Empowering Nurses in Vietnam
Did you know that 90% of healthcare is delivered by nurses? Angeline Chaipa from Moorfields Eye Hospital, is curently in Vietnam and has just completed a week of training nurses in Can Tho. To celebreate International Nurses Day, she has written this special report to update us on how she got on during her very first volunteer assignment with us.
My name is Angeline Chaipa. For the last week I have been working with Orbis as a voluntary nurse in Can Tho, Vietnam. I am having a great time with an amazing group of nurses and doctors and the rest of Orbis team and crew. It is really a mini United Nations team with staff from different countries such as Australia, Canada, China, Colombia, Kenya, Hong Kong, Mexico, Philippines, Peru, South Africa, UK, USA and Zimbabwe just to mention a few.
I left London on Friday 5th of May for Vietnam. I was a bit anxious about the trip since it was my first time to travel to that part of Asia and I had to connect at Hanoi International Airport to my final destination, Can Tho city. To my surprise when I got to Hanoi, the airport staff were already waiting with names of transit passengers. They helped me with my flight connection and that made me very comfortable and I felt very welcomed to Vietnam.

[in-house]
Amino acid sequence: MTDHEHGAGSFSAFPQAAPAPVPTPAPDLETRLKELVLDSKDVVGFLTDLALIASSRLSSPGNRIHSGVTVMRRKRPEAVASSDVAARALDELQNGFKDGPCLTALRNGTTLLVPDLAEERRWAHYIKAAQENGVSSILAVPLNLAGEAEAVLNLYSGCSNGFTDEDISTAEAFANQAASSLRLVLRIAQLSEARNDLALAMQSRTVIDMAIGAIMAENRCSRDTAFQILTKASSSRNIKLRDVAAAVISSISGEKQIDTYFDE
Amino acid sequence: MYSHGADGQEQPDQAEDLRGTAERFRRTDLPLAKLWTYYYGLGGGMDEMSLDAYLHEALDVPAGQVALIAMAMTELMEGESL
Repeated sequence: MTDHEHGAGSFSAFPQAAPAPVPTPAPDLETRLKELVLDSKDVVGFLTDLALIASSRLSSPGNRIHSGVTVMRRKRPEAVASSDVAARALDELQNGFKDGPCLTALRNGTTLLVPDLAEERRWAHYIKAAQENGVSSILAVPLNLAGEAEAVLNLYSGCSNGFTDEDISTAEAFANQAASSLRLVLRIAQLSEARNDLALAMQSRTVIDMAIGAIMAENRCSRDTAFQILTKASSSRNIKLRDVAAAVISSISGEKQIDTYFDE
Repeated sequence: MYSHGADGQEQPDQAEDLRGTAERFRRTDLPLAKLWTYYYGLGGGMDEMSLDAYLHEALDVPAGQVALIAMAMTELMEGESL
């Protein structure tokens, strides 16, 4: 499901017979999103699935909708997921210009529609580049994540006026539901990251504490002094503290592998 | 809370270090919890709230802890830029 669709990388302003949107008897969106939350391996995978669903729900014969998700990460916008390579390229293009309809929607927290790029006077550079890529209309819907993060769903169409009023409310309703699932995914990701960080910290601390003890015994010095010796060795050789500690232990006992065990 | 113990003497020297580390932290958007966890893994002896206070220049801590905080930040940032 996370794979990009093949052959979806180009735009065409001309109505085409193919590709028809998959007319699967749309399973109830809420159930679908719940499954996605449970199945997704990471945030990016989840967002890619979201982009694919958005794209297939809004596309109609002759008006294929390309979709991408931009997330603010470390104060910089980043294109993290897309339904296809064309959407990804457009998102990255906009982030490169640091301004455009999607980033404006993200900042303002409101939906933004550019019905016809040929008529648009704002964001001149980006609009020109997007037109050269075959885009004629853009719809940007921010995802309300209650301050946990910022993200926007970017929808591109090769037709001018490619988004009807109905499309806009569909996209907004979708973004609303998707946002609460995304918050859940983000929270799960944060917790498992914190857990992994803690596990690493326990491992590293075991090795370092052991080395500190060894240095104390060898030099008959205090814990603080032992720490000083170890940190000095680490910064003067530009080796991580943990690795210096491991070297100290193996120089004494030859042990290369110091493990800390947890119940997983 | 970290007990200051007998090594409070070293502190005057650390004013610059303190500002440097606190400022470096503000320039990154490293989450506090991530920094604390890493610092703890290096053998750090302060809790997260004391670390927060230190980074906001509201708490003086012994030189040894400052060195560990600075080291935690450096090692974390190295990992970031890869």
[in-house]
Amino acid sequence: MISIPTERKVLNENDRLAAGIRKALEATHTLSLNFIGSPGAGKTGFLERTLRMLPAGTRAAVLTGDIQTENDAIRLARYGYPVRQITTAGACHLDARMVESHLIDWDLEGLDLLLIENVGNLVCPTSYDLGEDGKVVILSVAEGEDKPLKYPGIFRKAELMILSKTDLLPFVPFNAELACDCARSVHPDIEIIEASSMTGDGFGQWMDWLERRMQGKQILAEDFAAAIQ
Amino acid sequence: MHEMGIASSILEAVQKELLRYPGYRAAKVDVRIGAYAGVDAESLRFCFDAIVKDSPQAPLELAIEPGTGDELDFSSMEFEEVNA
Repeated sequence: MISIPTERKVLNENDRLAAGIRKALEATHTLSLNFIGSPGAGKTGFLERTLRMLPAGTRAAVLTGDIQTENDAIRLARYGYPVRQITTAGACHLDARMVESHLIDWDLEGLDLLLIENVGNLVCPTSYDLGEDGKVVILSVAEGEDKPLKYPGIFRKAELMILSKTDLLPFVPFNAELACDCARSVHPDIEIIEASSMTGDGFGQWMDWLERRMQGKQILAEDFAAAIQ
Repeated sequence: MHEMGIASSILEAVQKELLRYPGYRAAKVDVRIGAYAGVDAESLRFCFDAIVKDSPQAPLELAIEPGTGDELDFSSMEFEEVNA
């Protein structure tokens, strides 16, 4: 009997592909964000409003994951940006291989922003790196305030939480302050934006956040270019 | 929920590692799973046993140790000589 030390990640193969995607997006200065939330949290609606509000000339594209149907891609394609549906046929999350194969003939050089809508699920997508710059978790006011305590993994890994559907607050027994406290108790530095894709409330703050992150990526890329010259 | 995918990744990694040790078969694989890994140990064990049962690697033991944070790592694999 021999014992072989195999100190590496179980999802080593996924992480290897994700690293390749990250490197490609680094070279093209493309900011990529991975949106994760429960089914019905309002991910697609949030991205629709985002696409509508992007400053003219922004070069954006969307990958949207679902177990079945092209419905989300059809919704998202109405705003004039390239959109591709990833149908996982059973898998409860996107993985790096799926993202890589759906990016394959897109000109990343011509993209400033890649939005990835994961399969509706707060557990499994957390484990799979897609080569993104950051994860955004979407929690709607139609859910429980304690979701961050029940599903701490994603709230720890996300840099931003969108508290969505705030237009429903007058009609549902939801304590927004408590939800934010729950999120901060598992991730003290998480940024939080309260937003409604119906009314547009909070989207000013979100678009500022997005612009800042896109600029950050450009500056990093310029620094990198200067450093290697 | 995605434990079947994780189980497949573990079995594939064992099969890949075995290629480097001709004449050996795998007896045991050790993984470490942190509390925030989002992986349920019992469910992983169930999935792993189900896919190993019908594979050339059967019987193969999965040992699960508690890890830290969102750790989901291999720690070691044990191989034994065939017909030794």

When I got to Can Tho, the hotel staff were excellent .We had a staff nurse meeting after breakfast, where all Orbis and other voluntary nurses welcomed me and the head nurse Angela Purcell was superb. After the staff meeting, she showed me around the city and I was thrilled by how local people were so friendly and helpful with the directions even with their little or no understanding of English.
Sunday was the first working day at the local Can Tho Eye Hospital. I was allocated to oculoplastics clinic for patient screening, peadatrics and adults. I really enjoyed the clinic, the kids were lovely and the parents were very appreciative. It was such a good experience since we had to communicate through translators who would then translate every word into Vietnamese because of the language barrier.
The following day until my last day, I was working on the Flying Eye Hospital. Angela took me around and orientated me. The plane is amazing and it looks like any normal hospital theatre in UK or USA. I was working in the recovery room with an Orbis staff nurse and two local hands on trainee nurses from Can Tho Eye Hospital. We were teaching them how to properly recover patients post general and local anaesthesia. The patients were children and adults post glaucoma and oculoplastics surgery. The children's parents were very grateful and could not stop thanking us for the good job we were all doing, and as a nurse that was so fulfilling. The local hands on trainee nurses were a great pleasure to teach, they asked so many questions which showed that they were eager to learn new skills.
The theme of the program is to enhance and empower local nurses and doctors to improve their theoretical and practical knowledge in ophthalmic conditions. I feel so privileged and proud to be part of the Orbis team in helping to prevent and promote public eye health in the world. 80% of blindness and low vision in developing countries can be prevented if detected early and this is where we Orbis nurses and doctors come in.
A massive thank you to Angeline and all our amazing volunteers. If you're feeling inspired by Angeline why not sign-up to hear more about the fight against avoidable blindness.